This blog is part one of a four-part series on grant writing inspired by resources published by the National Institutes of Health (NIH) and others.
Like so many ambitious scientists before, you are setting out on the most perilous of quests―writing a grant proposal. Between your grant and the promise of riches untold lie a series of important tasks that you must complete to win the funding you need. We begin with the pièce de résistance of any grant proposal: your research.
Your research is the highlight of your application. It is important to summarize your research well and describe how it will make an impact in your field. You must create a focused hypothesis that can be tested through well-developed aims and experiments, and explain to your review committee where you fit into the larger context of your area of study. Your research is the whole point of your proposal, so it’s important to make it count.
Finding a Niche
Before you start framing your research, you should consider the bigger picture. Where do you as a scientist fit within your field and what makes your research unique? You should seek out an area yet unexplored, where you can contribute new information and understanding to the field at large. Explore hot topics, knowledge gaps and under-researched issues. Network with fellow scientists and leaders in your field to brainstorm ideas and delve into new opportunities.
Once you’ve found a few options, think about whether you have the expertise and resources needed to pursue them. Consider areas where you may encounter tough competition or areas that are best left untouched as they aren’t significant enough. This will help you narrow your search down to one area where you can make a big impact.
For more information about choosing a niche, check out this NIH article:
“Writing a Winning Application―Find Your Niche.”
Developing Specific Aims
The Specific Aims are the objectives of your research and are the launch point for designing your projects. These aims should be goals that you can reasonably accomplish within the timeframe of the grant. Be careful not to bite off more than you can chew―you should write aims that appear doable in the time you have, without making you seem overly ambitious or too conservative in your estimate of what you can achieve.
Your Specific Aims should be innovative, address a salient problem, and reflect the central theme of your research specified in your hypothesis. You may choose to write your Specific Aims before your hypothesis, or vice versa, but they should be compatible and clearly tie into one another.
Once developed, you’ll want to assess your aims from the perspective of a reviewer. You may solicit help from colleagues both in and outside of your field for this. You’ll want to determine whether your aims are clearly articulated, address an important problem, are unique and innovative and whether they have the potential to strongly impact your area of study. If others seem excited about your project, chances are reviewers will be as well.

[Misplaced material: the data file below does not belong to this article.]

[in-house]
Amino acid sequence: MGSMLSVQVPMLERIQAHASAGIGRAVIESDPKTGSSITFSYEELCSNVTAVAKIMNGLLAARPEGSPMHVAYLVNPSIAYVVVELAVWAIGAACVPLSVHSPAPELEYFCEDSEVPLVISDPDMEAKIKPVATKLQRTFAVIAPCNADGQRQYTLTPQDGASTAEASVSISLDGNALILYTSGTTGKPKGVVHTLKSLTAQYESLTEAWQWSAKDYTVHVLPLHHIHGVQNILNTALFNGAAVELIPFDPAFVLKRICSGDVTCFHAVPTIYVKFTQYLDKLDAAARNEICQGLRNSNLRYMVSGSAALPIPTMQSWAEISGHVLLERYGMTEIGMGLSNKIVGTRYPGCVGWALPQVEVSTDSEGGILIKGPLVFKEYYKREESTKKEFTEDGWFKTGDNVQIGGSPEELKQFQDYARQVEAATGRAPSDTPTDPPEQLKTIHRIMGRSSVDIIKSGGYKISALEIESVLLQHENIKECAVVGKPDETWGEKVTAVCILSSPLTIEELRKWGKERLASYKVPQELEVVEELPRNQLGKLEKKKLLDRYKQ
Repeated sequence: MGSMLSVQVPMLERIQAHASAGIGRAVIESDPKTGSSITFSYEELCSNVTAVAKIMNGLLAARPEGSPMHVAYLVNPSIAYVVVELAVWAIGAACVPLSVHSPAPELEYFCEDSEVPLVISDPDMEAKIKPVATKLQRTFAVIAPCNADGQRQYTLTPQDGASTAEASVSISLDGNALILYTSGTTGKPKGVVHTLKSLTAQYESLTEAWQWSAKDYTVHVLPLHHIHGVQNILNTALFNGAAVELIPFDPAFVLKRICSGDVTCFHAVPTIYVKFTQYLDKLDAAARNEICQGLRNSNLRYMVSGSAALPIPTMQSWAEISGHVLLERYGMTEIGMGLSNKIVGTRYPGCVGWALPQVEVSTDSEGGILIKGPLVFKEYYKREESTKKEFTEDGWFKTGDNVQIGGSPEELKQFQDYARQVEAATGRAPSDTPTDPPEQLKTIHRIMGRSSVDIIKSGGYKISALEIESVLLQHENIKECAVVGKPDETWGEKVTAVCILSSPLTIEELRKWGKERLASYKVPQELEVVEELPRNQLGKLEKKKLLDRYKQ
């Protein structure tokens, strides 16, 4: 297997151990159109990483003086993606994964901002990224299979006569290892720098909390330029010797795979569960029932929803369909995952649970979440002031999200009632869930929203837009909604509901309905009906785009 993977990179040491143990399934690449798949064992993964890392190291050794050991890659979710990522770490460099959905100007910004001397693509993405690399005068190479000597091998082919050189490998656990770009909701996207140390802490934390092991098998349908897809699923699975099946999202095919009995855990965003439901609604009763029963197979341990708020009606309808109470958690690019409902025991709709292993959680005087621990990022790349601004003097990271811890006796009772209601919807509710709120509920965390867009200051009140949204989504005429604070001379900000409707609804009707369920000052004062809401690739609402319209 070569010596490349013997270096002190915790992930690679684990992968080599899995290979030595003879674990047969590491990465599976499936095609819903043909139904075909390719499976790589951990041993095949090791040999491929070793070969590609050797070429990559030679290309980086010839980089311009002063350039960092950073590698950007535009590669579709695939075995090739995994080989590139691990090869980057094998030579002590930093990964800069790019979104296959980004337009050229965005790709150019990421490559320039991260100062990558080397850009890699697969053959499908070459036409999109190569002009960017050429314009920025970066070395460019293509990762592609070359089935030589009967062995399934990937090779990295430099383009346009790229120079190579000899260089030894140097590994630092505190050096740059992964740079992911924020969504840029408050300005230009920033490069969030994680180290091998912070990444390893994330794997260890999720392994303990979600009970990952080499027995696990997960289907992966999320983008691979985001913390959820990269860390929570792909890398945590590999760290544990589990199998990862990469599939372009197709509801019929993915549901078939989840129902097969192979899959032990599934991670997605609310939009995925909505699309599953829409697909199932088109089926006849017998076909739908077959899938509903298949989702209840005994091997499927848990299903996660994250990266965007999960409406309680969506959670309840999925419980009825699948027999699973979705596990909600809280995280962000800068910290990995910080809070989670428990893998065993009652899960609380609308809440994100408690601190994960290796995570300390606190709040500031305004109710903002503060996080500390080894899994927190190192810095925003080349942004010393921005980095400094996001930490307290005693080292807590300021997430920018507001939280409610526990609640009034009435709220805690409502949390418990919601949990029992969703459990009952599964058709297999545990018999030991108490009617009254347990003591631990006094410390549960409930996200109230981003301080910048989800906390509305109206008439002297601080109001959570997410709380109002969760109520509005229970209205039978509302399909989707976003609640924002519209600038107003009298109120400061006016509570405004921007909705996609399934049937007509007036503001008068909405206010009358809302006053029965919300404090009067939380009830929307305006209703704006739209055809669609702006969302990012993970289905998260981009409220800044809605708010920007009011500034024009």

For more information about Specific Aims, check out this NIH article:
“Writing a Winning Application―Draft and Evaluate Specific Aims.”
Planning Your Experiments
Your experiments will lay out your path to achieving the objectives identified in your Specific Aims and demonstrate to your reviewers how you will go about testing your hypothesis. Resources that you’ll want to account for in the process of building your experiments include the personnel, methods, materials and technology needed to achieve your goals. This will also be useful to you in the next step of your journey: planning your budget.
You’ll also want to think about how the anticipated outcomes of your experiments will meet your objectives, and whether your experiments lie within the scope of your expertise. It’s important not to propose more than you can reasonably accomplish with the time and support you have.
Should you find your experiments are beyond your skill level, you should seek advice from colleagues or advisors who have experience in the relevant methods and techniques. You may choose to look for opportunities to collaborate with other experts at your institution. If your experiments are too complex, expensive or just unreasonable, you may need to pare them down or go back and re-evaluate your objectives. You can rewrite your Specific Aims in favor of more attainable goals given your skillset and the resources available to you.
To learn more about planning your experiments, read this NIH article:
“Writing a Winning Application―Outline Your Experiments.”
Be sure to explore your options before choosing one path to pursue in your research. You should select an area where you can make a significant impact. Formulate a testable hypothesis and objectives that are achievable given your expertise and the time and resources available to you. Your review committee will want to see a unique and innovative approach to answering a salient question in your field. Persuading them of the significance and feasibility when framing your research will be integral to your success.
For additional resources including tips on the job search, interviews, conferences and professional development, visit the Professional Skills and Development section of our Student Resource Center.
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